• Provide a timeline for next steps – what can be expected by when

Questions can start with something like ‘I see that you have this skill or this accomplishment’. Can you tell me more about that? Once you get an answer, you can then add something from the role expectation. This role requires this skill in this context. What will you do when you are faced with this situation? Throw in a scenario. You can see how the conversation can seamlessly flow from a statement in the resume to a scenario.

I also have come across many situations as an interviewee when out of the blue, the interviewer asks the question ‘Tell me about a time……’. I hate these kind of questions and have made up my mind that I will humbly ask the interviewer not to ask such questions. As part of interview preparation, I can make some notes and prepare for such questions in advance. Add some exaggerated statements, etc. But, does one need to ‘prepare’ for an interview? You can revise some concepts, brush up some of your knowledge, etc. The problem with ‘Tell me about a time….’ for me is that it is difficult to recollect details and this already kind of diverts my focus and energy on recollecting. The interview is already de-railed. Also, I cannot divulge details that are necessary to give enough meaning by virtue of some ethical considerations about previous employers, non disclosure agreements, severance agreements, intellectual property protection agreements, etc.

I like scenario based questions the most as there is a genuine attempt to simulate the conditions at work and assess the interviewee’s response. There can also be other kinds of hands on assessments. In one of my interviews, I was being given a scenario and asked to write a user story and acceptance criteria. As an interviewee, one must always ask questions if the scenario does not provide enough information. This can also be a stealth assessment that the interviewer can plan by not providing some information on purpose. The expectation here is the interviewee will ask relevant questions needed to complete the task.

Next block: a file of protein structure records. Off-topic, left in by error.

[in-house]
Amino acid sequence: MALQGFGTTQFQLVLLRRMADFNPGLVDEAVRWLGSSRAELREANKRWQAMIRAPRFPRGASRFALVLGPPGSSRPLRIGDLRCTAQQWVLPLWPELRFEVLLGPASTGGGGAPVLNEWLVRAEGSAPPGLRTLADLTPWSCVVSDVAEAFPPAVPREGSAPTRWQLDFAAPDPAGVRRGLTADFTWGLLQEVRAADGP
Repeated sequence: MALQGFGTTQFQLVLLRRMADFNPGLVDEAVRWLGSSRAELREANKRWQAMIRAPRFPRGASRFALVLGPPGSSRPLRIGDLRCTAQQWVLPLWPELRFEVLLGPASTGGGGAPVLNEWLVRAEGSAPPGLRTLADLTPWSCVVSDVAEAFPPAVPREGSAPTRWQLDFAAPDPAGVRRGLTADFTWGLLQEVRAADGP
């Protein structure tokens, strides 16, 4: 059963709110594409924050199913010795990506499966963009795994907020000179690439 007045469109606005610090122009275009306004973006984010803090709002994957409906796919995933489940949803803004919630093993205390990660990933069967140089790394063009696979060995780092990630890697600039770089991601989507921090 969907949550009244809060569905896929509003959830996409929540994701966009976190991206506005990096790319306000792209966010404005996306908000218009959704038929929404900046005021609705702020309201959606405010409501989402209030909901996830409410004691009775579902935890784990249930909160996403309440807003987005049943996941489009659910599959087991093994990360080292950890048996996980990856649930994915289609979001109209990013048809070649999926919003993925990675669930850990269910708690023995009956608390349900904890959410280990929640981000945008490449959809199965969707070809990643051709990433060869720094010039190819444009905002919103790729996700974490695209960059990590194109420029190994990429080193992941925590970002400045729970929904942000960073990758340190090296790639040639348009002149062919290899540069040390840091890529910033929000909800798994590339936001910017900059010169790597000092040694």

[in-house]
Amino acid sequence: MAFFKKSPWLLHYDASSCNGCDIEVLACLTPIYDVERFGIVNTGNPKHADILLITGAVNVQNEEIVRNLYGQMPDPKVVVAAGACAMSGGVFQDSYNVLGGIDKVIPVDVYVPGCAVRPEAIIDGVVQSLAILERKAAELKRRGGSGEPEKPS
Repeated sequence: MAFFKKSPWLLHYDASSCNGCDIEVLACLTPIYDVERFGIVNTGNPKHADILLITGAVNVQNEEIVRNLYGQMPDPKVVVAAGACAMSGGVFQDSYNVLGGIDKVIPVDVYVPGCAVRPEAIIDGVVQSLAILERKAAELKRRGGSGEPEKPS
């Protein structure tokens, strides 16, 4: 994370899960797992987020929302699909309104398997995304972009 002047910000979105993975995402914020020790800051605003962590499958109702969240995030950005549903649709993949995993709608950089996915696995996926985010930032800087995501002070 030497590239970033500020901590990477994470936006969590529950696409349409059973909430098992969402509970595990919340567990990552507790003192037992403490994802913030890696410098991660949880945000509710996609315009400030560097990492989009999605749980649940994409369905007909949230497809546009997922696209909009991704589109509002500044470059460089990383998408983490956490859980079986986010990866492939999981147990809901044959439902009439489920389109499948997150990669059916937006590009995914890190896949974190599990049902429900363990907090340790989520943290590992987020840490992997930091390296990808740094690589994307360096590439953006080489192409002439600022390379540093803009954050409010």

In the end, exchange greetings. Thank each other and hope that the interviewer or someone gets back to you either with a positive or a negative response. For me, it does not hurt as much when the result is negative as when there is no response. No response is a response only on dating sites!

I have had some horrific experiences where interviewers with big titles and very high academic credentials mentioned that they will get back by so and so date and never got back. I am now mentally prepared that some people usually do not mean what they say. Pray that you did not end up in such an organization where communication courtesies are at such a low and carry on with your life.

Whether you are an interviewee or an interviewer, please note one thing. Be a good human being! Jobs come and go. Being nice does not cost much.


About guptasudhir

Sudhir is a product leader with a decade of experience creating economic value using innovative products and services through a human-centered design process. He has proven experience working with teams of all sizes, from startups to large enterprises. Sudhir has the perfect blend of engineering and managerial skills arising out of his research in computer science around machine learning and image processing and entrepreneurial experience of founding an e-learning company. Find out more on LinkedIn: or visit the website: